FAQs

I am a freshman or sophomore interested in exploring the Comparative Literature major.  What courses should I take?

Good places to start exploring the major are Comparative Literature/ Humanistic Studies 205-206 or Humanistic Studies 216-219.  These are, respectively, Classical Roots of Western Literature; Masterworks of European Literature; and Interdisciplinary Approaches to Western Culture: Literature and the Arts.  Another good introductory course for the major is COM 225, Introduction to World Literature.

I already know that I want to major in Comparative Literature.  May I declare early?

Yes.  Please see the early concentration guidelines.

Do sophomores need two languages other than English to enter the department or start the major?

No.  To enter the department, you should know one language other than English well enough to take an upper-level course in its literature during your junior year.  For specific guidelines, please see the prerequisites.  You must be able to read in the second foreign language by the time you graduate.  For information on financial support for language study during the summer, for both incoming students and current majors, please see Funding.

May I still major in Comparative Literature even if the department’s faculty members do not read the language I want to study?

Yes.  For your senior thesis, you will need a Princeton faculty member who is knowledgeable in that language to serve as an adviser, but he or she need not be in Comparative Literature, as long as your other adviser is a faculty member or associate member of this department.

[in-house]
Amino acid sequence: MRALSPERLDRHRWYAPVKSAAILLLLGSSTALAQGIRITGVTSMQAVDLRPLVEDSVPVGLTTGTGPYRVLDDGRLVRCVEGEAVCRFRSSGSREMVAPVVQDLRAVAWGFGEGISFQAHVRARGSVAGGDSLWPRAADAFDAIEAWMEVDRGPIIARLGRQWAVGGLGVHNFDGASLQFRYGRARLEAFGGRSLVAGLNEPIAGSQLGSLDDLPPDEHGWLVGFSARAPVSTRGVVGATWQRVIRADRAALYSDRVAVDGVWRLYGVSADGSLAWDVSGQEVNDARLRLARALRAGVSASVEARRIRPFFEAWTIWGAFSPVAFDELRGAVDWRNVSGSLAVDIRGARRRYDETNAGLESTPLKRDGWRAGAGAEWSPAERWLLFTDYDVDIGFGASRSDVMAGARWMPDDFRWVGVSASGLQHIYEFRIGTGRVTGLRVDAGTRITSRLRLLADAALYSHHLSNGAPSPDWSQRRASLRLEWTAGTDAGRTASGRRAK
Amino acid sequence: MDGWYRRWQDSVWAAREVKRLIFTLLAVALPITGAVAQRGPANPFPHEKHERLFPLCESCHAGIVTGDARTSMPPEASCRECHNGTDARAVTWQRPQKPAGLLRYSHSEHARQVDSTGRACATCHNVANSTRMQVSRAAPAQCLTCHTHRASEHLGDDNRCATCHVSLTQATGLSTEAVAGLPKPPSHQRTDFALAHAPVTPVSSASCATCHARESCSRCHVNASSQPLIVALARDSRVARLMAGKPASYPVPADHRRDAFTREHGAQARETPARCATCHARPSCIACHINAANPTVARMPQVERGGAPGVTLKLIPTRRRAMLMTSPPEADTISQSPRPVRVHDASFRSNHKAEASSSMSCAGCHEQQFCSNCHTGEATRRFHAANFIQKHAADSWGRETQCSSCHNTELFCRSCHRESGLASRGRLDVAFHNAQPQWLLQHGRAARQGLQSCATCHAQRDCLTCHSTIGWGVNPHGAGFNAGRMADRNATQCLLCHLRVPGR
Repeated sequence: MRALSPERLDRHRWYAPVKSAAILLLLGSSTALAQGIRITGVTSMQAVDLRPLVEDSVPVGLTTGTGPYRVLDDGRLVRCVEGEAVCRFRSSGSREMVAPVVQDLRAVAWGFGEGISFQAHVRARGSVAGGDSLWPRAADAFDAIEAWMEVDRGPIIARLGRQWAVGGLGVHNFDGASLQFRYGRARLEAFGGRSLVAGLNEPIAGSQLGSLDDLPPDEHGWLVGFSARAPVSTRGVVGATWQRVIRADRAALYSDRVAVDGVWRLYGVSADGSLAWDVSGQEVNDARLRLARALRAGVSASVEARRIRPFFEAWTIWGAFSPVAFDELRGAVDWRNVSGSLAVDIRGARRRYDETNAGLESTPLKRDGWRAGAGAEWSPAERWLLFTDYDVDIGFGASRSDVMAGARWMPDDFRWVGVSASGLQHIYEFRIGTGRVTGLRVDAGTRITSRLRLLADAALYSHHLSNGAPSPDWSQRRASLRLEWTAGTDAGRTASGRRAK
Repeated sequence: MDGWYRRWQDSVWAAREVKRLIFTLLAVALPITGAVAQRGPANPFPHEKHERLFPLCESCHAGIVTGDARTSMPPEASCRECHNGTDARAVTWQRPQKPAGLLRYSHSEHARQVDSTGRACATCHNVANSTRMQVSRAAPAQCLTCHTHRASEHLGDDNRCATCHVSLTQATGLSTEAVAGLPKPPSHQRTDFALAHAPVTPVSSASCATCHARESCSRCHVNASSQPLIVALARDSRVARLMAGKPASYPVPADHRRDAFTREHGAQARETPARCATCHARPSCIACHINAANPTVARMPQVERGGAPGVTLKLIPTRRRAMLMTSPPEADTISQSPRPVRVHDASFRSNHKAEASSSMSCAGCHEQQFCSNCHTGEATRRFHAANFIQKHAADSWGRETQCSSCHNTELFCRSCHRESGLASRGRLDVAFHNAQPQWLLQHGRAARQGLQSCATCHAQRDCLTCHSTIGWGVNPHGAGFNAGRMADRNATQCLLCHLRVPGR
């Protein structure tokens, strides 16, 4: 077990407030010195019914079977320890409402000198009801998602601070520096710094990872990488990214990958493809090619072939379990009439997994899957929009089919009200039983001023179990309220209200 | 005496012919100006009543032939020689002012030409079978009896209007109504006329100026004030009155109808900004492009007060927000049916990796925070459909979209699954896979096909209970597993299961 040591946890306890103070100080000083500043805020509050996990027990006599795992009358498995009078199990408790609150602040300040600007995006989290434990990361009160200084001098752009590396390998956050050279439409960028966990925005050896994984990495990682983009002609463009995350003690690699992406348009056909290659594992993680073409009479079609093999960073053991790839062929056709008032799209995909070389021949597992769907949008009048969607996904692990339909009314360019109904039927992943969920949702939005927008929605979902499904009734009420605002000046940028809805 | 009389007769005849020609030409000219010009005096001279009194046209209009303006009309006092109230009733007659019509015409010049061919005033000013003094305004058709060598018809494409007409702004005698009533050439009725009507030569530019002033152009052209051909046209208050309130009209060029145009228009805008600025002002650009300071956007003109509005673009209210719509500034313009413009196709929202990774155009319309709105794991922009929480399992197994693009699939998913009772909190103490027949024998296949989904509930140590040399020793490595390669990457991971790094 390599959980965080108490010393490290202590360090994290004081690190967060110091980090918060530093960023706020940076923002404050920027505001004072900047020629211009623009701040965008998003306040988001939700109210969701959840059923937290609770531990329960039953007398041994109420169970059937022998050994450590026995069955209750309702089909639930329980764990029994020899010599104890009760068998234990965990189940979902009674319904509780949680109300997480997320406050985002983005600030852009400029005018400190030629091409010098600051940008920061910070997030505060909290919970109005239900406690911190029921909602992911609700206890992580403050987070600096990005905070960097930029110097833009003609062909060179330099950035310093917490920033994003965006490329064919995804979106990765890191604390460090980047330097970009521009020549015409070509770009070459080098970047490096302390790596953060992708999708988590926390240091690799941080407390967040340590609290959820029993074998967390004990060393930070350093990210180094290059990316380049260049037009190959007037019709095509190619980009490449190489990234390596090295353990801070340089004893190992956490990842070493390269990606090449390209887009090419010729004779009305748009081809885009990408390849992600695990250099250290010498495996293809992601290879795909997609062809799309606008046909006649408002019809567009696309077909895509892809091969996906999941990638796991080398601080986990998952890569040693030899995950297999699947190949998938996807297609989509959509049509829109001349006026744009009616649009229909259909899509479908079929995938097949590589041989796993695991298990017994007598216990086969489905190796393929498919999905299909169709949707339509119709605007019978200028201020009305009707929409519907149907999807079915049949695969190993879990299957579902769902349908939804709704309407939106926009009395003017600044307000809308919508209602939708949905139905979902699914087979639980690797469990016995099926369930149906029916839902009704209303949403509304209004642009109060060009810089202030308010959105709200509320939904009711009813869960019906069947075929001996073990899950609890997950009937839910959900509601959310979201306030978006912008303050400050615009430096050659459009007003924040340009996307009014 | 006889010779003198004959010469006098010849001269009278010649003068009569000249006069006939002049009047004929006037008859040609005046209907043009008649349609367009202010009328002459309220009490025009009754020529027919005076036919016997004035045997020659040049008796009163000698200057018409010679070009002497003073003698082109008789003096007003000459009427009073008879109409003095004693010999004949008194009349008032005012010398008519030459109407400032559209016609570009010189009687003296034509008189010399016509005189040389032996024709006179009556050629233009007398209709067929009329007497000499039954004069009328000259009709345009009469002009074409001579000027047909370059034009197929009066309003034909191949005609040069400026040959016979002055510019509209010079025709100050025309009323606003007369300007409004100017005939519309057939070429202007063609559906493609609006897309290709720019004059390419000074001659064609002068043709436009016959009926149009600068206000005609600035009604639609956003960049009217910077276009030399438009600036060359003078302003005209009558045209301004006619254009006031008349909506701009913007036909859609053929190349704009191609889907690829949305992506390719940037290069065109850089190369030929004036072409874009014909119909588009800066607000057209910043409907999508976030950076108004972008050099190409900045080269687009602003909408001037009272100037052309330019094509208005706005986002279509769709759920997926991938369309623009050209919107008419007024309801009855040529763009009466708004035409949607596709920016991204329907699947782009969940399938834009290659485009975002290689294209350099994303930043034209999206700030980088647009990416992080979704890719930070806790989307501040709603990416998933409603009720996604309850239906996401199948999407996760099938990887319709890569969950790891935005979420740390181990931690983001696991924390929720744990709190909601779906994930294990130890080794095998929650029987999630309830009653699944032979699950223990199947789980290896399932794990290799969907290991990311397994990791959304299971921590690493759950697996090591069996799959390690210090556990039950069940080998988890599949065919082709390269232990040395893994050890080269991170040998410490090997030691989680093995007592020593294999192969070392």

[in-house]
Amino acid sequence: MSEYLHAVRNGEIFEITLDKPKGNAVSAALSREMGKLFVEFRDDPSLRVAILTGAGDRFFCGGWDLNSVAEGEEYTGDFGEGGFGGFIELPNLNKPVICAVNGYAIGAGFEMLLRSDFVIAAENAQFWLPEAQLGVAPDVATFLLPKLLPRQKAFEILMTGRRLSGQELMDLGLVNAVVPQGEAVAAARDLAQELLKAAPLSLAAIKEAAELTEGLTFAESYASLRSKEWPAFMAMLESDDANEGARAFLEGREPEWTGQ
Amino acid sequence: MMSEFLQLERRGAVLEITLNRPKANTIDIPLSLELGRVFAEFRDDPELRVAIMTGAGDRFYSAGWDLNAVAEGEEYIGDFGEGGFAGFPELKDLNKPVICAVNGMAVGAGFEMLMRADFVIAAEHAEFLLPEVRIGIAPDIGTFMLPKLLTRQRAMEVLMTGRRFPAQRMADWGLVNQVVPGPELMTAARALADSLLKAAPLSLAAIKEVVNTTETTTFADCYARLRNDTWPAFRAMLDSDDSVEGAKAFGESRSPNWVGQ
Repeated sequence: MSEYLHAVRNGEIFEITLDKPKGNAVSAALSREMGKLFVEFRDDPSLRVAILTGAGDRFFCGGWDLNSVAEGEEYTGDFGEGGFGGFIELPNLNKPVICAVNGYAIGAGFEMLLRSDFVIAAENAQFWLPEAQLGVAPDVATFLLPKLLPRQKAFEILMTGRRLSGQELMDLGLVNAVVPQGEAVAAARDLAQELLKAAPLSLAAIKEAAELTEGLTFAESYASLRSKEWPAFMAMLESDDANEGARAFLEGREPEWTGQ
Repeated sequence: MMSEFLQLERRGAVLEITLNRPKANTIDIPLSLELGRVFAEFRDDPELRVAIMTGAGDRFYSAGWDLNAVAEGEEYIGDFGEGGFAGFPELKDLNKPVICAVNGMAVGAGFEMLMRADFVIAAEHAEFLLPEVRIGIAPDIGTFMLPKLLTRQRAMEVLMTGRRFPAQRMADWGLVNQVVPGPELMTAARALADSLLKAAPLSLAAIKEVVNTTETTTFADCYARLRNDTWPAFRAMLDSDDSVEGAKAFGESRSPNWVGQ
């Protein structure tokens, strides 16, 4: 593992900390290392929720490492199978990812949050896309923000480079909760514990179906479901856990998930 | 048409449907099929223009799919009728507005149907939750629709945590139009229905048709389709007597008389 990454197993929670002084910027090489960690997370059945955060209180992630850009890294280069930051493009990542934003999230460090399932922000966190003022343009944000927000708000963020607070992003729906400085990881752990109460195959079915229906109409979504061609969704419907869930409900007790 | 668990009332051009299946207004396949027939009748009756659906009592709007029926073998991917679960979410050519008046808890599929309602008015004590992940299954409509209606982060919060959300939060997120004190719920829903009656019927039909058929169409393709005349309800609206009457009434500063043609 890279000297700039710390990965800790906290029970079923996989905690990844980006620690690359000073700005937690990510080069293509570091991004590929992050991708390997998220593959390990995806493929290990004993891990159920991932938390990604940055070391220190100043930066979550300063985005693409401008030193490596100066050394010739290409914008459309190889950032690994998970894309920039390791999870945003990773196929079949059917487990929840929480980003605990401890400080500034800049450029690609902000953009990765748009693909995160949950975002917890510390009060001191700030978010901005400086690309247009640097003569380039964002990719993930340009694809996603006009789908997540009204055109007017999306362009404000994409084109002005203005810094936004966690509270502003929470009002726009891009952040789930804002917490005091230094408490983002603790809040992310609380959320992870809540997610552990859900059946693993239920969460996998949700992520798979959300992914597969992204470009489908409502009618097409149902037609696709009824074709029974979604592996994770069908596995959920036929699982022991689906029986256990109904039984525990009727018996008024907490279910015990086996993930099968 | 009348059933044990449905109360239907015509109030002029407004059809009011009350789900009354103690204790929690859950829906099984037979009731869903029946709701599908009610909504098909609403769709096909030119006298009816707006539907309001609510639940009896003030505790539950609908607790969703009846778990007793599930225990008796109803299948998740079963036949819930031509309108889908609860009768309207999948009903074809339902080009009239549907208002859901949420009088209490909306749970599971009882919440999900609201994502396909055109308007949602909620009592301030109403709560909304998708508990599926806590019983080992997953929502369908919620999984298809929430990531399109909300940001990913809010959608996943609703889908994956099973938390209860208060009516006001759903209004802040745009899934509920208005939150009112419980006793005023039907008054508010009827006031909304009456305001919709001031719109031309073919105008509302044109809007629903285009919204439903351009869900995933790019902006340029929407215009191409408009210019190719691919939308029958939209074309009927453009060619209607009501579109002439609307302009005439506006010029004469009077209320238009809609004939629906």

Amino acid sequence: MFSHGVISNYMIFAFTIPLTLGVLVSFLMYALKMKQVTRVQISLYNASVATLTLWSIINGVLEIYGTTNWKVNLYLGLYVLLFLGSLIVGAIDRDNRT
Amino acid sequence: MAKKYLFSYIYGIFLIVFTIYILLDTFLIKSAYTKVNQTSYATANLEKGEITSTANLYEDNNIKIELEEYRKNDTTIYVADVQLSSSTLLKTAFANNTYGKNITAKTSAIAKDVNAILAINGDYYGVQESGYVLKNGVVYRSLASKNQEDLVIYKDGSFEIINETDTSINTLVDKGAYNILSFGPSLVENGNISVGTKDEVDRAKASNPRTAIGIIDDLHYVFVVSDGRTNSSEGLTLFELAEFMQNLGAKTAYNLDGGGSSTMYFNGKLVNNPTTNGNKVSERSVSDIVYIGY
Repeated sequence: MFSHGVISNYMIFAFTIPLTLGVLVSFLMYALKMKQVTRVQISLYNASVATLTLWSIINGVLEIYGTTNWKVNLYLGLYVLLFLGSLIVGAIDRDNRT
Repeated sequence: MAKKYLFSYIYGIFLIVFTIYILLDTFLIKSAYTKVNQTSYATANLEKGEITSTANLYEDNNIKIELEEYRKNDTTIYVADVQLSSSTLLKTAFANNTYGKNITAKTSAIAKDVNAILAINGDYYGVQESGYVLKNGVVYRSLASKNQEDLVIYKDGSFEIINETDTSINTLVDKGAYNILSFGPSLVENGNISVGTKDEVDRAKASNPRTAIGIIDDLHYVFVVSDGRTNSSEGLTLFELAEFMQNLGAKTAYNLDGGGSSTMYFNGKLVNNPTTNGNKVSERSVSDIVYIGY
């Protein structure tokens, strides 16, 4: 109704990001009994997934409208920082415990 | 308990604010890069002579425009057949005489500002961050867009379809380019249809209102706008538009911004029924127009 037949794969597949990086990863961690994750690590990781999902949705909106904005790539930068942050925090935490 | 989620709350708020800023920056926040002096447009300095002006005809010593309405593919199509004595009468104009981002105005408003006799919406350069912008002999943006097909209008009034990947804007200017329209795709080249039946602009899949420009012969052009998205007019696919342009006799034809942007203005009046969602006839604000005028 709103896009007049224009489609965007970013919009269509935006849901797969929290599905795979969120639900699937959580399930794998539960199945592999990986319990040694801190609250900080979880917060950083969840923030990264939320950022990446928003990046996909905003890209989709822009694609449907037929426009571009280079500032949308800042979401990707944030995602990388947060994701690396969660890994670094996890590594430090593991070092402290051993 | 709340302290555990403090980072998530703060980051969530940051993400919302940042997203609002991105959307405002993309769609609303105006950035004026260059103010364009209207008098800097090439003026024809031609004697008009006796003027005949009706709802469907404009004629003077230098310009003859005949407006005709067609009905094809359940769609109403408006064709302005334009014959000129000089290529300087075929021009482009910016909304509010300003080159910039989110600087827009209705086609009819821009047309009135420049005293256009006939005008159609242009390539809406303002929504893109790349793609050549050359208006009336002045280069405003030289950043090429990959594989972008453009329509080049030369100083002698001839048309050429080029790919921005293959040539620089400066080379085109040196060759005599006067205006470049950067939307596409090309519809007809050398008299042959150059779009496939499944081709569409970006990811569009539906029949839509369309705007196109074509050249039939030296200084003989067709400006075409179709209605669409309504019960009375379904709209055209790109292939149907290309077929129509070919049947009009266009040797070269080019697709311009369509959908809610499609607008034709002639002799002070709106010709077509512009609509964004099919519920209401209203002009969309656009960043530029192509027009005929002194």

Must majors take Comparative Literature theory courses?

No.  The only specific Comparative Literature course you are required to take is COM 300, the Junior Seminar. You are also required to take two other COM courses or courses crosslisted with COM, but they do not have to be on literary theory.

How are advisers assigned?

If you're interested in working with a particular professor on your junior paper or senior thesis, you can confer with him or her informally in the summer or semester before you begin your independent work, and you can also list the professor's name on the department's online forms.  Most advisers are professors from Comparative Literature, but exceptions can be made in some cases.  Alternatively, you can list your interests when you complete the online form, and the Director of Undergraduate Studies will select the most appropriate adviser. The DUS makes the final determination about advising, and informs students and faculty on the first day of the relevant semester.